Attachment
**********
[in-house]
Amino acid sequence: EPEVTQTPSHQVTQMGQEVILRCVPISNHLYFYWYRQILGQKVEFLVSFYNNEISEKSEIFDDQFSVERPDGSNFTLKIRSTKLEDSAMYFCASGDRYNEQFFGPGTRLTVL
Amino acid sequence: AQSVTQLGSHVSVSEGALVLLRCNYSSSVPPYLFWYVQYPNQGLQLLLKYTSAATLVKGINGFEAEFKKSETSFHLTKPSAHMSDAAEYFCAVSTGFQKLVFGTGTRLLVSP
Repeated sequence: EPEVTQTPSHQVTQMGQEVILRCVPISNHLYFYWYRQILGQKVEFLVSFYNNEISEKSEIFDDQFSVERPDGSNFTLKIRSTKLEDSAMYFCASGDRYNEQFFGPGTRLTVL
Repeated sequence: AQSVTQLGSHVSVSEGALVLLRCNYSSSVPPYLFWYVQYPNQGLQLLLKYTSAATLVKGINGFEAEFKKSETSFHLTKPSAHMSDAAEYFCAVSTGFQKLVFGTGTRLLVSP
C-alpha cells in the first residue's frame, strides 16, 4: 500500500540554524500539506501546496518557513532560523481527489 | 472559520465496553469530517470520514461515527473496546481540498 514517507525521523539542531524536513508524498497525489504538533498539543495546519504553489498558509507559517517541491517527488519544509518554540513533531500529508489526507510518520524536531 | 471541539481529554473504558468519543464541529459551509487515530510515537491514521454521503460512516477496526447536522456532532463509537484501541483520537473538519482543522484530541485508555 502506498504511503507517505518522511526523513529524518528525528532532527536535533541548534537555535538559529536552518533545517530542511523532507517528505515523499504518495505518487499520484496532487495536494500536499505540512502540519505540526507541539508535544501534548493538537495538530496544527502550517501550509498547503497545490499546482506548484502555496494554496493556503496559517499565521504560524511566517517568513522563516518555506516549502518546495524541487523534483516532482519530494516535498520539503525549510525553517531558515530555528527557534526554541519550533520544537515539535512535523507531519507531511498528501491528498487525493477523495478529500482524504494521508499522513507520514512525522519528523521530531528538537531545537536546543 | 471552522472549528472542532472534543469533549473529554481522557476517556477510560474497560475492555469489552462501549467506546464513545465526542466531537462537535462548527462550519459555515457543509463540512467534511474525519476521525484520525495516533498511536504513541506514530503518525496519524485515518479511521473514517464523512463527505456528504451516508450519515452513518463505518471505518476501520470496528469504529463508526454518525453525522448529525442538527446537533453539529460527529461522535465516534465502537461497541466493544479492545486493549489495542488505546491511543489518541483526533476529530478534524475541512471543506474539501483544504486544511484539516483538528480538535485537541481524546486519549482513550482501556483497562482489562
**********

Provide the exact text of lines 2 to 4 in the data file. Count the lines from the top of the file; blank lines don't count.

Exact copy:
Amino acid sequence: EPEVTQTPSHQVTQMGQEVILRCVPISNHLYFYWYRQILGQKVEFLVSFYNNEISEKSEIFDDQFSVERPDGSNFTLKIRSTKLEDSAMYFCASGDRYNEQFFGPGTRLTVL
Amino acid sequence: AQSVTQLGSHVSVSEGALVLLRCNYSSSVPPYLFWYVQYPNQGLQLLLKYTSAATLVKGINGFEAEFKKSETSFHLTKPSAHMSDAAEYFCAVSTGFQKLVFGTGTRLLVSP
Repeated sequence: EPEVTQTPSHQVTQMGQEVILRCVPISNHLYFYWYRQILGQKVEFLVSFYNNEISEKSEIFDDQFSVERPDGSNFTLKIRSTKLEDSAMYFCASGDRYNEQFFGPGTRLTVL